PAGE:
FanDuel - WFBC

September 16, 2005

Skip Bayless denounces Stoops's punishment of Peterson: Skip Bayless's recent article on ESPN.com attacks Bob Stoops's choice to discipline Peterson for skipping class. The article is clear that academics are second to football and one should not effect the other.

posted by mcstan13 to football at 08:37 AM - 56 comments

Skip Bayless has just pushed me over the edge. I don't know who he thinks he is, but I applauded Stoops for this hardline stance. Finally, a coach stood up and told a blue-chip athlete that you are here for school and that is #1. But in response to Bayless's article I will use logic instead of fury (for the moment). He wants to seperate this from the student-athlete talk, FINE. As a college athlete, Peterson is responsible for meeting all of the requirements for eligibility. One of the requirements is that he does a small matter of ATTENDING CLASS. So would Bayless be more comfortable with Stoops saying that he failed to fulfill an eligibility requirement. I am sure that Bayless would not mind punishing him for skipping a practice, so why is class so different? If he does not meet the minimum GPA, the school and the NCAA will not let him play so maybe Stoops just wants to head off the potential loss of Peterson for the season before it becomes an issue???? Now comes the fury. How dare Skip publicly undermine Stoops just for the sake of his cherished Sooners winning another game. I don't know much about Stoops but I will say that what he did sent a message to the team and to any other athlete that goes to OU, you skip class you will be punished, and I say RIGHT ON BOB!!!!!!!

posted by mcstan13 at 08:48 AM on September 16

Great honk, he is an awful writer. I didn't expect to be more annoyed by his writing than his TV appearances, since the TV stuff includes seeing his adam's apple and hearing his Shouty McYellerson rants, but I am. This could have been written by anyone. The piece goes off the rails when he mentions Vanderbilt. I had to read those swollen paragraphs a few times to get his point, and I'm bitter that those two minutes of my life are gone. And he's smugly comfortable shrugging off the "bad behavior" of OU players. What a giant ass. I think that until college players are straight-up paid, schools should at least try to emphasize academics, so good on you, Stoops.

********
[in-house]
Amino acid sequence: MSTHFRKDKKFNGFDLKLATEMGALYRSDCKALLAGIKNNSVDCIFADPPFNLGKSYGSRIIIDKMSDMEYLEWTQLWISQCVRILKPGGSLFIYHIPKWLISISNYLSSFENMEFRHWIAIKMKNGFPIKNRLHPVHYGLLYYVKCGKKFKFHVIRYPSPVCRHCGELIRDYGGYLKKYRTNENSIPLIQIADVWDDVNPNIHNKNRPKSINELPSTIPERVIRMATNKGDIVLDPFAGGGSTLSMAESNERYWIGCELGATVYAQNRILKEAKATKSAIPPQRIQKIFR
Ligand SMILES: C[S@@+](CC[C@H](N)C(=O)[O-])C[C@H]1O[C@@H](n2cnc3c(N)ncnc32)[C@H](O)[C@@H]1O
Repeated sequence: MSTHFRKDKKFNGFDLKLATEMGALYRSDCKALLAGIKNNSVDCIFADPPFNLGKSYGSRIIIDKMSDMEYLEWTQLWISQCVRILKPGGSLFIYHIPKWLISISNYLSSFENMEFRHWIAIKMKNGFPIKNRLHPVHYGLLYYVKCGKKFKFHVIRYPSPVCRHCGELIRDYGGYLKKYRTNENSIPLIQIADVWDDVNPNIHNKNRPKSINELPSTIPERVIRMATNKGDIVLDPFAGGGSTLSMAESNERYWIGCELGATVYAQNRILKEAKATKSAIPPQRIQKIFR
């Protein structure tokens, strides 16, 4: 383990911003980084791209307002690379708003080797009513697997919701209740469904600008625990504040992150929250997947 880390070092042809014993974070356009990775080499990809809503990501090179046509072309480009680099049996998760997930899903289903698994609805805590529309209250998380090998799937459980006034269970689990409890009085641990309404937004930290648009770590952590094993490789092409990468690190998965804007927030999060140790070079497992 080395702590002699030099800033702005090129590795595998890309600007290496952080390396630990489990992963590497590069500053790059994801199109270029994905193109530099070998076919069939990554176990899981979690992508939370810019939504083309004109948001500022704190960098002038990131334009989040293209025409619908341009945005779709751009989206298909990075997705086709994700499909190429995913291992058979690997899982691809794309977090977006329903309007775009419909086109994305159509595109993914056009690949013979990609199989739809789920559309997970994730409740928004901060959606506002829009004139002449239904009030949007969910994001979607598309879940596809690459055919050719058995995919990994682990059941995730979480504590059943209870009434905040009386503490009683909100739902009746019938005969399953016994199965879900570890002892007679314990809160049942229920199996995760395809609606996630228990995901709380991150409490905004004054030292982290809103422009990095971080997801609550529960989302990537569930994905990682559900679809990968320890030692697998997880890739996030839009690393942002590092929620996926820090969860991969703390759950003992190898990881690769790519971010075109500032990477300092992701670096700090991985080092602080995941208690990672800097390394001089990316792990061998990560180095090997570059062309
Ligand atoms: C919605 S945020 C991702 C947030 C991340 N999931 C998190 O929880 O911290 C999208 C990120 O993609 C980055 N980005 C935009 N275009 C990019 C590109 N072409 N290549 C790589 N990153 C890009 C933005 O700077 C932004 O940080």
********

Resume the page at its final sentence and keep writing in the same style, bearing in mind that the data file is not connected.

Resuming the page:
posted by pooch at 09:13 AM on September 16

Skip Clueless strikes again. I swear he just takes the devil's advocate position for the sake of it. God knows he's neither funny, nor particularly insightful.

posted by WeedyMcSmokey at 09:20 AM on September 16

Whatever. I skipped so many frickin' classes in college and I seemed to graduate just fine. My campus employer never cared. Clubs never cared. So long as he still passes the class, I see no reason why he should get in trouble. And he went to Vanderbilt? So what?? You can still skip classes and graduate just fine from Vandy.

posted by jmd82 at 09:29 AM on September 16

Bayless, once again, rants away without thinking. This shows Stoops is trying to change the image of Oklahoma, and I applaud him for that. What Skip forgets is that not every player (very few, for that matter) will ever take the next step to the NFL, even though most probably THINK they will. The reality is, most NEED to go to classes and get this education and degree. Not treating Peterson, who most likely will go into the NFL, the same as the rest of the team sets a horrible example. Most Sooners will leave Norman with some great football memories, and, hopefully, a degree. If they follow Peterson's example, they'll leave with no football future, and quite possibly, no future, period.

posted by dyams at 10:00 AM on September 16

Skip Bayless is a hypocrit! Here he points out that Barry Switzer handle a team incorrectly and says it was a mistake to play player who brought down the name of the University's Atheletic Porgram. Now he think Bob Stoop's should do the same. Skip Consider this. Adrian Peterson has a tender shoulder that could affect the future of his NFL career. Bob see's this problem and says, "Adrian you might need a education too." So he disicplines him to go to class. Is Bob WRONG? NO! To say he is interferring with the offensive where he doesn't belong in doing this because Chuck Long is the Offensive Coach and play caller is stupid. Chuck has the job at Bob's liesure, he is his BOSS! He, in fact, IS Long's boss. So is he interferring? I applaud Bob. Kejuan Jones is not a incapible back..... Peterson get thru the hole the linemen make for him and so can Kejuan. He insult Kejuan saying you are not good enough to play? NO! As for Bomar, Bob understands one thing. This was not something that 99% of all the other students are doing drinking underage. This isn't a school issue. Dusty Devorchak was suspend for one YEAR! His problem was not a normal problem. Bob said get help and behave an you can come back. Again the right approach! Skip you fail to see a difference because you a Oklahoma fan. I am too! He points out he was born and lived in Oklahoma City. Well Skip I was raised in Norman! You can honestly say that because you are raised in Oklahoma City that well you like football and have business in Norman. Sorry Skip! You are a fan I was a resident. Shut up! You go bitch about Oklahoma City problems not football problem. Leave it to people who live in Norman to bitch about our city problems and for that much OUR University which I attended. You went to Vanderbilt. Obviously you don't see the nose in frount of your face if all you think about is football. Bob see the more important aspect of college to and that is education. It makes you a hypocritic to critize Switzer for doing what happened then and now say Bob Stoops should ignore the same thing. We don't need writers like him in the world. Hey Skip can you say. "I want fries with that." That is about where you intelligence lies whether you went to school at Vanderbilt or not you didn't learn a damn thing about education!